Usually made of synthetic rubber, with a toothed inner surface, the timing belt is subject to wear and tear and should be replaced at regular intervals to prevent snapping - something that would be disastrous for any engine.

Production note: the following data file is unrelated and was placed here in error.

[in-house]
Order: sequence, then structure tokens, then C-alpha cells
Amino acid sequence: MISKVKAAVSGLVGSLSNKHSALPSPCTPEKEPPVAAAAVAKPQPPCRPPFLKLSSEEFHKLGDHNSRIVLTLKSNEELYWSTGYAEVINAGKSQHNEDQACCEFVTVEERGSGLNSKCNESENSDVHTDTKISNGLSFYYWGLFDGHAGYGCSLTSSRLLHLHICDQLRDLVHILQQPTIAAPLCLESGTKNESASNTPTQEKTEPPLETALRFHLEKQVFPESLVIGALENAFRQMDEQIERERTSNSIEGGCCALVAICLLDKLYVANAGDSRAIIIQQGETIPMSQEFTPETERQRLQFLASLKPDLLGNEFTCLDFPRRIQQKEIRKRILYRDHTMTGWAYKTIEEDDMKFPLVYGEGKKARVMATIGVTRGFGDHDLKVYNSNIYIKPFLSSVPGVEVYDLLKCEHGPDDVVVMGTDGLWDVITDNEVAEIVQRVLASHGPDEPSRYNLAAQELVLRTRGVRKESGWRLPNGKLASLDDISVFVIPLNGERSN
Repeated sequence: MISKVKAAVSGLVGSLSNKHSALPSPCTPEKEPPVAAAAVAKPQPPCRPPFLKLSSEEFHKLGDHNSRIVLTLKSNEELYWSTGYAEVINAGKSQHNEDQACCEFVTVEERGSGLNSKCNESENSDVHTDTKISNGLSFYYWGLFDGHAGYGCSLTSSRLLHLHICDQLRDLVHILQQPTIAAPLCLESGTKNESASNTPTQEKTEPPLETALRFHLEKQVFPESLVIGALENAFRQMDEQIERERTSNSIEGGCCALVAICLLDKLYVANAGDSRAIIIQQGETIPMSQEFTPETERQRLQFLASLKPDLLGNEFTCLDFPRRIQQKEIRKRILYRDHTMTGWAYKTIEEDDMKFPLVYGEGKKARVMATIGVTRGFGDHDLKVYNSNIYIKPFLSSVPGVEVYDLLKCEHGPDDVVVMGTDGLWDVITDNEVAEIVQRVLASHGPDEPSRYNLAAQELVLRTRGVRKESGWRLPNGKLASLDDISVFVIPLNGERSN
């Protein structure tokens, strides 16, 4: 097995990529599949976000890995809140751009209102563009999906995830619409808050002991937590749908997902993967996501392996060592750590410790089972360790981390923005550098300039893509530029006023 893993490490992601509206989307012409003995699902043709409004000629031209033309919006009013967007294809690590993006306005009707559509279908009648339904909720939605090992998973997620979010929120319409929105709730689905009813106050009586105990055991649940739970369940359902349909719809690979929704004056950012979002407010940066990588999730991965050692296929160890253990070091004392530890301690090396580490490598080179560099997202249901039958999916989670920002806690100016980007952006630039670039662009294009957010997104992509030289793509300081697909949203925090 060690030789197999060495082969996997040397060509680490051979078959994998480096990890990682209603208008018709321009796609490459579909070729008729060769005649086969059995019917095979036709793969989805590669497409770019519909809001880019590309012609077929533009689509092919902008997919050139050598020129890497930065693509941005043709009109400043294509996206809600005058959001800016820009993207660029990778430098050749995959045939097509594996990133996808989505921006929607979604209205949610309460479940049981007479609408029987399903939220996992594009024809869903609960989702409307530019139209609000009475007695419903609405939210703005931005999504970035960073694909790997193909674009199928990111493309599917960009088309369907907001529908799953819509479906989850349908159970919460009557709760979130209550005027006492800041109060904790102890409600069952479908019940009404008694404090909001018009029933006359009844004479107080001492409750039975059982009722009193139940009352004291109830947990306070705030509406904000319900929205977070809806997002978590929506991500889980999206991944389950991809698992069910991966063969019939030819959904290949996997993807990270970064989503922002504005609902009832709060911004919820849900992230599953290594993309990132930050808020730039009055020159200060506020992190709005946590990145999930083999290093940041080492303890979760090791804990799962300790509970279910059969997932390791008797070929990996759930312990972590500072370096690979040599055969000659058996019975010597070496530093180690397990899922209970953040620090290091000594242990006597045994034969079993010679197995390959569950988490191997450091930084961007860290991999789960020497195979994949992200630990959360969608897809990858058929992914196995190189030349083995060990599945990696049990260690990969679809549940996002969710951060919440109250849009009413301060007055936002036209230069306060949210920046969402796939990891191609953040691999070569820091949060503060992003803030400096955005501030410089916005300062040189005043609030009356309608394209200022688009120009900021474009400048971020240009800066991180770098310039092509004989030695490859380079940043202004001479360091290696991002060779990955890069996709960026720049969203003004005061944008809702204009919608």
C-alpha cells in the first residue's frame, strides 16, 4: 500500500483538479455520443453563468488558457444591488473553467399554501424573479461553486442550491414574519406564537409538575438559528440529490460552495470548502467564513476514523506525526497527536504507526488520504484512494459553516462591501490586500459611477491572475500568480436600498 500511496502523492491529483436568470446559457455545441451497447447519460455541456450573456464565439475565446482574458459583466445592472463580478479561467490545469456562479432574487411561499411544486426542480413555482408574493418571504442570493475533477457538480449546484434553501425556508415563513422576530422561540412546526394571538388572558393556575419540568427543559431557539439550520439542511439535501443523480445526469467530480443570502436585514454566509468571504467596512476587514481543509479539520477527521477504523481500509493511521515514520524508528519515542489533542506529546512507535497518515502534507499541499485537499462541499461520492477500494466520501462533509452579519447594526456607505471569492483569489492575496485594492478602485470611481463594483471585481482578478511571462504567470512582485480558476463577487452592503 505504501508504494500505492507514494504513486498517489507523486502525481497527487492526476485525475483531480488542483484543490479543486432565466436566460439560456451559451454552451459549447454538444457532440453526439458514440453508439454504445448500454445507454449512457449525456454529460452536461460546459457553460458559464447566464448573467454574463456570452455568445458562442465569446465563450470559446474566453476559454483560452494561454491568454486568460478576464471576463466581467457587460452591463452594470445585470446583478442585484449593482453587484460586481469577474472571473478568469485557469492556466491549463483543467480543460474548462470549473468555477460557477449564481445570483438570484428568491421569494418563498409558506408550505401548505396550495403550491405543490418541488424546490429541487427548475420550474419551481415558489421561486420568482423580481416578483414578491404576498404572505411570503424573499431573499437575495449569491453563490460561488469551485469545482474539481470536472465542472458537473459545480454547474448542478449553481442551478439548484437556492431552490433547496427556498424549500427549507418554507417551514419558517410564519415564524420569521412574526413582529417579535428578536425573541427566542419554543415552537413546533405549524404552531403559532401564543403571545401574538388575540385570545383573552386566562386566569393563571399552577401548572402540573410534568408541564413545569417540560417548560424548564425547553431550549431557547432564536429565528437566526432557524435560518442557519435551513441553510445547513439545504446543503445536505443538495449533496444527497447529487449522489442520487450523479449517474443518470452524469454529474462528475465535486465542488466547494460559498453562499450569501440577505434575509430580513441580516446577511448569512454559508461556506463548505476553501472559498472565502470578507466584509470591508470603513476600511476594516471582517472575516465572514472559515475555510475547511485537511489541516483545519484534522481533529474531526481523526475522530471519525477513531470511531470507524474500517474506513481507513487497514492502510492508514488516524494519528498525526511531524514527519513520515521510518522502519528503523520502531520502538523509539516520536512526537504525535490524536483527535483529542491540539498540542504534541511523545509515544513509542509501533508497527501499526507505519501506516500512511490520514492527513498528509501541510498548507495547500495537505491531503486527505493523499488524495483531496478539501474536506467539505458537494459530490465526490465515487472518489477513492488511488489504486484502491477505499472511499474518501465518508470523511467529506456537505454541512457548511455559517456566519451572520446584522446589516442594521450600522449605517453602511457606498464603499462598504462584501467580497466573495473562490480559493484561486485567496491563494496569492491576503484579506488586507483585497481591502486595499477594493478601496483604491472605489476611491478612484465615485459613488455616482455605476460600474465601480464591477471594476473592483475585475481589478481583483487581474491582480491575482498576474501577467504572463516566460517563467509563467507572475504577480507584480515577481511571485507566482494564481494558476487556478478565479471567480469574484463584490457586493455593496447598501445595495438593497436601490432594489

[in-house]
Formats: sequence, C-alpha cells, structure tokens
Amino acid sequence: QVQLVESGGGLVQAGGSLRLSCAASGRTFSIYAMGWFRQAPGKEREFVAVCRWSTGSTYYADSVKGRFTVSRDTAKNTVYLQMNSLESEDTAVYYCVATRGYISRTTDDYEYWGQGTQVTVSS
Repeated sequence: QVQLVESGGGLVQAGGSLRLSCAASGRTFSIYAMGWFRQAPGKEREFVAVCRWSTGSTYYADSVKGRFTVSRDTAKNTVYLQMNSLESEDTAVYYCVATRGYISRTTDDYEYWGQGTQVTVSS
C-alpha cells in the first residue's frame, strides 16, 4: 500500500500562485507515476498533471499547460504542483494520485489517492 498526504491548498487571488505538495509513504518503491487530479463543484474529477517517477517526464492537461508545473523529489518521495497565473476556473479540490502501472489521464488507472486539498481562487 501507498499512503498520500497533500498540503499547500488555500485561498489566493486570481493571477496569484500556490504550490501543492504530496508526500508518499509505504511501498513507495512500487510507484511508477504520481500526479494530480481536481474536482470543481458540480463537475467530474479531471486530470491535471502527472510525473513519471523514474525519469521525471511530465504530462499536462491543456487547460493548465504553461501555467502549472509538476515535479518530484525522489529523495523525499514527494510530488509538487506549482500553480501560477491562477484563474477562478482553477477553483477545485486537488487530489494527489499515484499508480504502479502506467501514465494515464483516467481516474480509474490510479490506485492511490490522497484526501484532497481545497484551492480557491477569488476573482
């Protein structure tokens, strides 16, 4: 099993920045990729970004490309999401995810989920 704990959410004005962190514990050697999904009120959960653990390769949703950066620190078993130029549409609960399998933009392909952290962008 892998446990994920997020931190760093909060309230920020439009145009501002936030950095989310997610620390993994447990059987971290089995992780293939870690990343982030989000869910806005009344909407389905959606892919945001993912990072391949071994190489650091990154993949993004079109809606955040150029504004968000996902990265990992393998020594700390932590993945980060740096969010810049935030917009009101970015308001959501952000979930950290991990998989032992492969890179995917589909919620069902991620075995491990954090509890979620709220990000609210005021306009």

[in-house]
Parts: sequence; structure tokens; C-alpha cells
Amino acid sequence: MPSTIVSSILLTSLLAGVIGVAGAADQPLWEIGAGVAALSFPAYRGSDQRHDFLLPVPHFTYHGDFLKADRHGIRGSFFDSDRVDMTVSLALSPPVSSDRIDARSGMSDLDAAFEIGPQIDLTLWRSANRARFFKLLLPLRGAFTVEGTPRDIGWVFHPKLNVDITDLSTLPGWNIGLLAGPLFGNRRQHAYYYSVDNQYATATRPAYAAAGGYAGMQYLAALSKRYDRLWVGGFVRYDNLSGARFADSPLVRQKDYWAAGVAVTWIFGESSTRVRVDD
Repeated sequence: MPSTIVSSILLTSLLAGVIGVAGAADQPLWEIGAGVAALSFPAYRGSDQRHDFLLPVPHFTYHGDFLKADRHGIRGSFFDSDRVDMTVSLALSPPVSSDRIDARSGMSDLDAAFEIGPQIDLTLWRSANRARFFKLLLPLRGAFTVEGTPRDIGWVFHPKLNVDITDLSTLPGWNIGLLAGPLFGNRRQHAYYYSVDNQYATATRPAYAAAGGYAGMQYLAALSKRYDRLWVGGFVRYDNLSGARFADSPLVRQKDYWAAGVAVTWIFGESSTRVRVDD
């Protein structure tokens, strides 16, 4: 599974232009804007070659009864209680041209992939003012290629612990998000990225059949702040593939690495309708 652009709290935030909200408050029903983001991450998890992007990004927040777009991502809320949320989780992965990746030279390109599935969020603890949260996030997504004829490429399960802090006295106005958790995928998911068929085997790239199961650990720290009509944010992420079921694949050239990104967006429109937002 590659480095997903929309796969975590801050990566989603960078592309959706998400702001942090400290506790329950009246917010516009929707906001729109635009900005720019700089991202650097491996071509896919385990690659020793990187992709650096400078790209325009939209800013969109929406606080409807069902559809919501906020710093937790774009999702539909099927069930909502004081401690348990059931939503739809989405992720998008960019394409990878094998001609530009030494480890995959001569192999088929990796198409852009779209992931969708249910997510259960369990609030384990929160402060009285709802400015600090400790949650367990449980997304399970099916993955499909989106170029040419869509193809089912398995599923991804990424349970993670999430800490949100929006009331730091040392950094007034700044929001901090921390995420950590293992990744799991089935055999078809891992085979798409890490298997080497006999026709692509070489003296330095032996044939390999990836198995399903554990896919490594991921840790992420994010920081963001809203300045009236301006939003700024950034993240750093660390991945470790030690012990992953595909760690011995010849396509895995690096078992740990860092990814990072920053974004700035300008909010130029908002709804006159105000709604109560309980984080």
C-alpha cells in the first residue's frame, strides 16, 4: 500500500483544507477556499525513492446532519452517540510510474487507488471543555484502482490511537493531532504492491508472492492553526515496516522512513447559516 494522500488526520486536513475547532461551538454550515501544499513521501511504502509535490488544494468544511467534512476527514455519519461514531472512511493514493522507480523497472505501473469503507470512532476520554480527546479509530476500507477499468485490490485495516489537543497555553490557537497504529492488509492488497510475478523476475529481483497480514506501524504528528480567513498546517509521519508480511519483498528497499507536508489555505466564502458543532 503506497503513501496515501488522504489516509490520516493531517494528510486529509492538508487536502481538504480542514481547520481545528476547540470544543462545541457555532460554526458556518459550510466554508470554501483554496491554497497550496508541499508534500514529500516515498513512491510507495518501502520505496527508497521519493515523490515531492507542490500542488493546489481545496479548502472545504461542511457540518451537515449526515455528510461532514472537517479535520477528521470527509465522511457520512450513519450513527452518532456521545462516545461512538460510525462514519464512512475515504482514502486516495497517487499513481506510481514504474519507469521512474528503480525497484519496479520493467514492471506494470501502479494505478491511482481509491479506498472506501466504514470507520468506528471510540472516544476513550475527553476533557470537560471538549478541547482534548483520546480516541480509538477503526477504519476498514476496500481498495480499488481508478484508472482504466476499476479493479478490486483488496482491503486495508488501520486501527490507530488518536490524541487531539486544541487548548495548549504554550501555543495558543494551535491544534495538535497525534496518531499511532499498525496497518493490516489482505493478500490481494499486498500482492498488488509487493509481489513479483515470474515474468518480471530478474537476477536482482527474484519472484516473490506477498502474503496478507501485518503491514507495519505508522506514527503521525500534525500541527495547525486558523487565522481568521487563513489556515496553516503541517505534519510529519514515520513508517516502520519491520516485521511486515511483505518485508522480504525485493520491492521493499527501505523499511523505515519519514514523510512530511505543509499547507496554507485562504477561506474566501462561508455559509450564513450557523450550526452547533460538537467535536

The job of the timing belt is to control the opening and closing of the engine's valves by turning the camshaft and crankshaft at the right speeds. We stock a large range of durable timing belts for all types of car. It's essential to keep the timing belt at the right level of tension. Too loose and it will flap about - which could result in the engine valves opening at the wrong time and being struck by the pistons; too tight and it will put excess strain on the cog bearings. The correct tension is maintained by tensioner pulleys, which should be checked regularly and replaced if worn to ensure the timing belt does not malfunction. There are visual signs of wear and tear you can look out for in the timing belt such as cracks, shredding, sagging or brittleness. In addition you may hear a squealing sound if the belt is not turning properly. However, the timing belt can just snap without warning, so it's important you don't neglect to replace it in line with your car manufacturer's specification, even if you don't notice any signs of damage. The general rule of thumb is every four years or 60,000 miles, or slightly less often for newer vehicles. Show Less